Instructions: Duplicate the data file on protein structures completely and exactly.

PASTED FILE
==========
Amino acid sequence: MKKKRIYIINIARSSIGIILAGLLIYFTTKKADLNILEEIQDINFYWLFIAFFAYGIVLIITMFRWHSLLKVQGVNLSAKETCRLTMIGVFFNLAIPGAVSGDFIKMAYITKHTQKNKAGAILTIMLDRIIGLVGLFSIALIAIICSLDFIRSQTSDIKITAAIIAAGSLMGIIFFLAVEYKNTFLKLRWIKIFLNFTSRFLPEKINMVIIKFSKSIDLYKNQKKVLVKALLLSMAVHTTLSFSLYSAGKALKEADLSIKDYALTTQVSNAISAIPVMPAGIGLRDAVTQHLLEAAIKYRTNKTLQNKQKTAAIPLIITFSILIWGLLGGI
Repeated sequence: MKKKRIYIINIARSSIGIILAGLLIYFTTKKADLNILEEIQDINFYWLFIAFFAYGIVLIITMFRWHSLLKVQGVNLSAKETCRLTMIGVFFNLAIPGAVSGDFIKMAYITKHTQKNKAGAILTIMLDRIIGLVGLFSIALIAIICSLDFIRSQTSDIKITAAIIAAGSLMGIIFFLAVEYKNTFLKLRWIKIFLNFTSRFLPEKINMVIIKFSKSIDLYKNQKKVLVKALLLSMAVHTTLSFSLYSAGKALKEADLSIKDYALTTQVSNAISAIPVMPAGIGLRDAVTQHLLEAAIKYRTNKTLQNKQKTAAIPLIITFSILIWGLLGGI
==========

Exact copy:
Amino acid sequence: MKKKRIYIINIARSSIGIILAGLLIYFTTKKADLNILEEIQDINFYWLFIAFFAYGIVLIITMFRWHSLLKVQGVNLSAKETCRLTMIGVFFNLAIPGAVSGDFIKMAYITKHTQKNKAGAILTIMLDRIIGLVGLFSIALIAIICSLDFIRSQTSDIKITAAIIAAGSLMGIIFFLAVEYKNTFLKLRWIKIFLNFTSRFLPEKINMVIIKFSKSIDLYKNQKKVLVKALLLSMAVHTTLSFSLYSAGKALKEADLSIKDYALTTQVSNAISAIPVMPAGIGLRDAVTQHLLEAAIKYRTNKTLQNKQKTAAIPLIITFSILIWGLLGGI
Repeated sequence: MKKKRIYIINIARSSIGIILAGLLIYFTTKKADLNILEEIQDINFYWLFIAFFAYGIVLIITMFRWHSLLKVQGVNLSAKETCRLTMIGVFFNLAIPGAVSGDFIKMAYITKHTQKNKAGAILTIMLDRIIGLVGLFSIALIAIICSLDFIRSQTSDIKITAAIIAAGSLMGIIFFLAVEYKNTFLKLRWIKIFLNFTSRFLPEKINMVIIKFSKSIDLYKNQKKVLVKALLLSMAVHTTLSFSLYSAGKALKEADLSIKDYALTTQVSNAISAIPVMPAGIGLRDAVTQHLLEAAIKYRTNKTLQNKQKTAAIPLIITFSILIWGLLGGI